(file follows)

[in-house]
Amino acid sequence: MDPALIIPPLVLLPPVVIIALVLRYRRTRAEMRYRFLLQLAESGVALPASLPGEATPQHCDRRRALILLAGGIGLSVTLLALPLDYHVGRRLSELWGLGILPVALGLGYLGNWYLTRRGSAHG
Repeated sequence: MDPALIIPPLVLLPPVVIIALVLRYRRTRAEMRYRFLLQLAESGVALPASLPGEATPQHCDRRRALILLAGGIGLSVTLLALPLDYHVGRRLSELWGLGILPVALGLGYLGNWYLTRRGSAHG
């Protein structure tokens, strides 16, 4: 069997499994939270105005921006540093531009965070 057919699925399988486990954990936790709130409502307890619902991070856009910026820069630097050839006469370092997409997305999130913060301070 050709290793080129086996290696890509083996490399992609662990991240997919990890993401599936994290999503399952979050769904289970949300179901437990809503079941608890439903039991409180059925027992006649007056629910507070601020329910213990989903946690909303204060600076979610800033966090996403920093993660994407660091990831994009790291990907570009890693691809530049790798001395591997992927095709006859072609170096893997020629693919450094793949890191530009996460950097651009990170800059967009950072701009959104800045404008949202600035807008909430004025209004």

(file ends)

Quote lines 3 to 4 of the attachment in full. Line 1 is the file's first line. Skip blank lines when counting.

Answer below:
Repeated sequence: MDPALIIPPLVLLPPVVIIALVLRYRRTRAEMRYRFLLQLAESGVALPASLPGEATPQHCDRRRALILLAGGIGLSVTLLALPLDYHVGRRLSELWGLGILPVALGLGYLGNWYLTRRGSAHG
């Protein structure tokens, strides 16, 4: 069997499994939270105005921006540093531009965070 057919699925399988486990954990936790709130409502307890619902991070856009910026820069630097050839006469370092997409997305999130913060301070 050709290793080129086996290696890509083996490399992609662990991240997919990890993401599936994290999503399952979050769904289970949300179901437990809503079941608890439903039991409180059925027992006649007056629910507070601020329910213990989903946690909303204060600076979610800033966090996403920093993660994407660091990831994009790291990907570009890693691809530049790798001395591997992927095709006859072609170096893997020629693919450094793949890191530009996460950097651009990170800059967009950072701009959104800045404008949202600035807008909430004025209004």